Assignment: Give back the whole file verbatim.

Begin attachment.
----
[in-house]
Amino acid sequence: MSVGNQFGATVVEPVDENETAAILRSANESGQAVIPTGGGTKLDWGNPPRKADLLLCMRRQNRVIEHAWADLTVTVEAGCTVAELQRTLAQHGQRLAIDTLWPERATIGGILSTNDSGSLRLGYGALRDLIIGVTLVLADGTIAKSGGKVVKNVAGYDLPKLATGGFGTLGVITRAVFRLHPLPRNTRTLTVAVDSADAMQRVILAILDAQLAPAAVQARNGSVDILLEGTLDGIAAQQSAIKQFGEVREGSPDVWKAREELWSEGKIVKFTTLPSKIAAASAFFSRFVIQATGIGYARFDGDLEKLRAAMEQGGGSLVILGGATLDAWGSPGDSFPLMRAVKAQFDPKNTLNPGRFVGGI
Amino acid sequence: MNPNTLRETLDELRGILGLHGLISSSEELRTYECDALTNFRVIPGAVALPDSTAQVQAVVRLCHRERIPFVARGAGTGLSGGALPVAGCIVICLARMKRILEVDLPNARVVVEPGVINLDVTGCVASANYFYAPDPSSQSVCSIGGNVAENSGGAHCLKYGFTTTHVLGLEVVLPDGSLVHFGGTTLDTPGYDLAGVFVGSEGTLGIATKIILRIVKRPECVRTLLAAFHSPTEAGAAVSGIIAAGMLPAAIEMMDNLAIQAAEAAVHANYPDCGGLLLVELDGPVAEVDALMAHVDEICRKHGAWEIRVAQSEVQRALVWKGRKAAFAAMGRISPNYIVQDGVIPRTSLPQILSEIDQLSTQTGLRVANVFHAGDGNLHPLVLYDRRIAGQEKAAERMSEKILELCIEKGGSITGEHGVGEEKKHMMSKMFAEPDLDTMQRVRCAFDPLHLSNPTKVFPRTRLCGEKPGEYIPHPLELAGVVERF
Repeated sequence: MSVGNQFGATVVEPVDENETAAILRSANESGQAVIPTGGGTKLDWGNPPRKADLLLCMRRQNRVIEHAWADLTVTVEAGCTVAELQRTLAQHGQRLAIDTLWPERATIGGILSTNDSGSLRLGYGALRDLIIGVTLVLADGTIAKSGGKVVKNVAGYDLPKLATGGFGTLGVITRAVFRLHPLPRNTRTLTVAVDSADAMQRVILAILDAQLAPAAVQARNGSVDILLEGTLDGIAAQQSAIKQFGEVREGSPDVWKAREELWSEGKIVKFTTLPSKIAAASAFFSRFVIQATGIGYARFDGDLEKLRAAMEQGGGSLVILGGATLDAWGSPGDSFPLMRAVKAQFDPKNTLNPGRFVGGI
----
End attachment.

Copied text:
[in-house]
Amino acid sequence: MSVGNQFGATVVEPVDENETAAILRSANESGQAVIPTGGGTKLDWGNPPRKADLLLCMRRQNRVIEHAWADLTVTVEAGCTVAELQRTLAQHGQRLAIDTLWPERATIGGILSTNDSGSLRLGYGALRDLIIGVTLVLADGTIAKSGGKVVKNVAGYDLPKLATGGFGTLGVITRAVFRLHPLPRNTRTLTVAVDSADAMQRVILAILDAQLAPAAVQARNGSVDILLEGTLDGIAAQQSAIKQFGEVREGSPDVWKAREELWSEGKIVKFTTLPSKIAAASAFFSRFVIQATGIGYARFDGDLEKLRAAMEQGGGSLVILGGATLDAWGSPGDSFPLMRAVKAQFDPKNTLNPGRFVGGI
Amino acid sequence: MNPNTLRETLDELRGILGLHGLISSSEELRTYECDALTNFRVIPGAVALPDSTAQVQAVVRLCHRERIPFVARGAGTGLSGGALPVAGCIVICLARMKRILEVDLPNARVVVEPGVINLDVTGCVASANYFYAPDPSSQSVCSIGGNVAENSGGAHCLKYGFTTTHVLGLEVVLPDGSLVHFGGTTLDTPGYDLAGVFVGSEGTLGIATKIILRIVKRPECVRTLLAAFHSPTEAGAAVSGIIAAGMLPAAIEMMDNLAIQAAEAAVHANYPDCGGLLLVELDGPVAEVDALMAHVDEICRKHGAWEIRVAQSEVQRALVWKGRKAAFAAMGRISPNYIVQDGVIPRTSLPQILSEIDQLSTQTGLRVANVFHAGDGNLHPLVLYDRRIAGQEKAAERMSEKILELCIEKGGSITGEHGVGEEKKHMMSKMFAEPDLDTMQRVRCAFDPLHLSNPTKVFPRTRLCGEKPGEYIPHPLELAGVVERF
Repeated sequence: MSVGNQFGATVVEPVDENETAAILRSANESGQAVIPTGGGTKLDWGNPPRKADLLLCMRRQNRVIEHAWADLTVTVEAGCTVAELQRTLAQHGQRLAIDTLWPERATIGGILSTNDSGSLRLGYGALRDLIIGVTLVLADGTIAKSGGKVVKNVAGYDLPKLATGGFGTLGVITRAVFRLHPLPRNTRTLTVAVDSADAMQRVILAILDAQLAPAAVQARNGSVDILLEGTLDGIAAQQSAIKQFGEVREGSPDVWKAREELWSEGKIVKFTTLPSKIAAASAFFSRFVIQATGIGYARFDGDLEKLRAAMEQGGGSLVILGGATLDAWGSPGDSFPLMRAVKAQFDPKNTLNPGRFVGGI